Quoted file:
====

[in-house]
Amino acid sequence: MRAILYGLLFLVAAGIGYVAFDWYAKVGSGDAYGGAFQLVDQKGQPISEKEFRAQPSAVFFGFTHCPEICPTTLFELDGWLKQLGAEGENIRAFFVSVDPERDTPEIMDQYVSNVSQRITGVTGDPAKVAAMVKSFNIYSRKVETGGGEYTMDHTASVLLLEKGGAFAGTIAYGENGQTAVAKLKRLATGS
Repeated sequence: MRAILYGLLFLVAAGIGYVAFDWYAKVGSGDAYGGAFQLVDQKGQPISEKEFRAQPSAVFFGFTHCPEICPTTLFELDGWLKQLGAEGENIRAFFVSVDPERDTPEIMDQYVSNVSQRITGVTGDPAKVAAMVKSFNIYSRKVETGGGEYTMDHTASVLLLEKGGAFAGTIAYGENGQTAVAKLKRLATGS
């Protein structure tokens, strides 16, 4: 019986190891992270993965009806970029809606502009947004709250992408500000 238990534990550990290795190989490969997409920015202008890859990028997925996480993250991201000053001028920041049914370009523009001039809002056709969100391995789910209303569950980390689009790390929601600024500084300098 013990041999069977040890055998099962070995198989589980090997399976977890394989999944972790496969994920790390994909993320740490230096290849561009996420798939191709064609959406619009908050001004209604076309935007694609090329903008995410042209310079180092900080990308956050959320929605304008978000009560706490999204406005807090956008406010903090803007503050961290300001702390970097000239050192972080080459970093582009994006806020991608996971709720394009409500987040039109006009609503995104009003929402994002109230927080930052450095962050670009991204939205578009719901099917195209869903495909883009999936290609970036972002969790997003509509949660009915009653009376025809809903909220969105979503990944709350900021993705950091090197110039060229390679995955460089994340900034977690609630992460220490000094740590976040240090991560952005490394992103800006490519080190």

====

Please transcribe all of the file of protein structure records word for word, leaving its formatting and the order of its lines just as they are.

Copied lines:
[in-house]
Amino acid sequence: MRAILYGLLFLVAAGIGYVAFDWYAKVGSGDAYGGAFQLVDQKGQPISEKEFRAQPSAVFFGFTHCPEICPTTLFELDGWLKQLGAEGENIRAFFVSVDPERDTPEIMDQYVSNVSQRITGVTGDPAKVAAMVKSFNIYSRKVETGGGEYTMDHTASVLLLEKGGAFAGTIAYGENGQTAVAKLKRLATGS
Repeated sequence: MRAILYGLLFLVAAGIGYVAFDWYAKVGSGDAYGGAFQLVDQKGQPISEKEFRAQPSAVFFGFTHCPEICPTTLFELDGWLKQLGAEGENIRAFFVSVDPERDTPEIMDQYVSNVSQRITGVTGDPAKVAAMVKSFNIYSRKVETGGGEYTMDHTASVLLLEKGGAFAGTIAYGENGQTAVAKLKRLATGS
């Protein structure tokens, strides 16, 4: 019986190891992270993965009806970029809606502009947004709250992408500000 238990534990550990290795190989490969997409920015202008890859990028997925996480993250991201000053001028920041049914370009523009001039809002056709969100391995789910209303569950980390689009790390929601600024500084300098 013990041999069977040890055998099962070995198989589980090997399976977890394989999944972790496969994920790390994909993320740490230096290849561009996420798939191709064609959406619009908050001004209604076309935007694609090329903008995410042209310079180092900080990308956050959320929605304008978000009560706490999204406005807090956008406010903090803007503050961290300001702390970097000239050192972080080459970093582009994006806020991608996971709720394009409500987040039109006009609503995104009003929402994002109230927080930052450095962050670009991204939205578009719901099917195209869903495909883009999936290609970036972002969790997003509509949660009915009653009376025809809903909220969105979503990944709350900021993705950091090197110039060229390679995955460089994340900034977690609630992460220490000094740590976040240090991560952005490394992103800006490519080190």